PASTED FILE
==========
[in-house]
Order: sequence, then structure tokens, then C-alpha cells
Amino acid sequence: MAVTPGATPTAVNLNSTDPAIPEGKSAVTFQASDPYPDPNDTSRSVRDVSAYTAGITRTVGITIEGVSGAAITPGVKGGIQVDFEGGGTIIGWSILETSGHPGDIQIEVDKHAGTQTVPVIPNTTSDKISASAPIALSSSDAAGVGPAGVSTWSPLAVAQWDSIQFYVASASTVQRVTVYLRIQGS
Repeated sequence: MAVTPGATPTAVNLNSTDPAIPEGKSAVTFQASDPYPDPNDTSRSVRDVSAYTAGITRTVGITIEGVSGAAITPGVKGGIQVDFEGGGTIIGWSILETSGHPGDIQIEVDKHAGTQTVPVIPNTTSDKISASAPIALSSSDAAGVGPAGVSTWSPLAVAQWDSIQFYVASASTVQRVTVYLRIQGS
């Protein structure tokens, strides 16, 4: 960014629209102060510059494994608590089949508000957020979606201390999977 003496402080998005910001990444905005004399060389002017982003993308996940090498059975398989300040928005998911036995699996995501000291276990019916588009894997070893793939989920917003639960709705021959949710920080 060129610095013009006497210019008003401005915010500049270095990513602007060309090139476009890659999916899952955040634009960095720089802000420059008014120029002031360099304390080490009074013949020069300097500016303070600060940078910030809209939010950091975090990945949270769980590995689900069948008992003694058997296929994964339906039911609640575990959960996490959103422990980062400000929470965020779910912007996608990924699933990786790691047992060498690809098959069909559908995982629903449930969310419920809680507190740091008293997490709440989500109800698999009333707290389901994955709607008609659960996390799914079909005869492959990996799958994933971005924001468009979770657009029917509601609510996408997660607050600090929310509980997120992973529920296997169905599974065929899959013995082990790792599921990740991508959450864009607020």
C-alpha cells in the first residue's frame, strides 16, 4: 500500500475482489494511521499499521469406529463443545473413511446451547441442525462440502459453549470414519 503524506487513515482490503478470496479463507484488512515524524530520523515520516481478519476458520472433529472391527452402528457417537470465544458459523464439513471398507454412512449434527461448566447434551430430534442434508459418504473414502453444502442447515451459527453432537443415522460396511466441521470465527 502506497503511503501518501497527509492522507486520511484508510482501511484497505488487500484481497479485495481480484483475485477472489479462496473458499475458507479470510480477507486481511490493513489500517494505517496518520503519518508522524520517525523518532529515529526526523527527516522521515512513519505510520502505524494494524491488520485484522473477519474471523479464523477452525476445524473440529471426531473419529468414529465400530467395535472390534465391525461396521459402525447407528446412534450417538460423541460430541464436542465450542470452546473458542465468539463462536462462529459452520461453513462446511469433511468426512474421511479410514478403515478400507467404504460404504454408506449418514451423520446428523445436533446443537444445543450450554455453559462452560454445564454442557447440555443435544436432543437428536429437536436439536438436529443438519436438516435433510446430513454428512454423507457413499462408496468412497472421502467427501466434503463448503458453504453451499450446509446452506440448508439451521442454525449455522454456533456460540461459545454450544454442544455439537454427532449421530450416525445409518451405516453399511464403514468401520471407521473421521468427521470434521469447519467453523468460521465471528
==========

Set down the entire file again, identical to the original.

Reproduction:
[in-house]
Order: sequence, then structure tokens, then C-alpha cells
Amino acid sequence: MAVTPGATPTAVNLNSTDPAIPEGKSAVTFQASDPYPDPNDTSRSVRDVSAYTAGITRTVGITIEGVSGAAITPGVKGGIQVDFEGGGTIIGWSILETSGHPGDIQIEVDKHAGTQTVPVIPNTTSDKISASAPIALSSSDAAGVGPAGVSTWSPLAVAQWDSIQFYVASASTVQRVTVYLRIQGS
Repeated sequence: MAVTPGATPTAVNLNSTDPAIPEGKSAVTFQASDPYPDPNDTSRSVRDVSAYTAGITRTVGITIEGVSGAAITPGVKGGIQVDFEGGGTIIGWSILETSGHPGDIQIEVDKHAGTQTVPVIPNTTSDKISASAPIALSSSDAAGVGPAGVSTWSPLAVAQWDSIQFYVASASTVQRVTVYLRIQGS
């Protein structure tokens, strides 16, 4: 960014629209102060510059494994608590089949508000957020979606201390999977 003496402080998005910001990444905005004399060389002017982003993308996940090498059975398989300040928005998911036995699996995501000291276990019916588009894997070893793939989920917003639960709705021959949710920080 060129610095013009006497210019008003401005915010500049270095990513602007060309090139476009890659999916899952955040634009960095720089802000420059008014120029002031360099304390080490009074013949020069300097500016303070600060940078910030809209939010950091975090990945949270769980590995689900069948008992003694058997296929994964339906039911609640575990959960996490959103422990980062400000929470965020779910912007996608990924699933990786790691047992060498690809098959069909559908995982629903449930969310419920809680507190740091008293997490709440989500109800698999009333707290389901994955709607008609659960996390799914079909005869492959990996799958994933971005924001468009979770657009029917509601609510996408997660607050600090929310509980997120992973529920296997169905599974065929899959013995082990790792599921990740991508959450864009607020």
C-alpha cells in the first residue's frame, strides 16, 4: 500500500475482489494511521499499521469406529463443545473413511446451547441442525462440502459453549470414519 503524506487513515482490503478470496479463507484488512515524524530520523515520516481478519476458520472433529472391527452402528457417537470465544458459523464439513471398507454412512449434527461448566447434551430430534442434508459418504473414502453444502442447515451459527453432537443415522460396511466441521470465527 502506497503511503501518501497527509492522507486520511484508510482501511484497505488487500484481497479485495481480484483475485477472489479462496473458499475458507479470510480477507486481511490493513489500517494505517496518520503519518508522524520517525523518532529515529526526523527527516522521515512513519505510520502505524494494524491488520485484522473477519474471523479464523477452525476445524473440529471426531473419529468414529465400530467395535472390534465391525461396521459402525447407528446412534450417538460423541460430541464436542465450542470452546473458542465468539463462536462462529459452520461453513462446511469433511468426512474421511479410514478403515478400507467404504460404504454408506449418514451423520446428523445436533446443537444445543450450554455453559462452560454445564454442557447440555443435544436432543437428536429437536436439536438436529443438519436438516435433510446430513454428512454423507457413499462408496468412497472421502467427501466434503463448503458453504453451499450446509446452506440448508439451521442454525449455522454456533456460540461459545454450544454442544455439537454427532449421530450416525445409518451405516453399511464403514468401520471407521473421521468427521470434521469447519467453523468460521465471528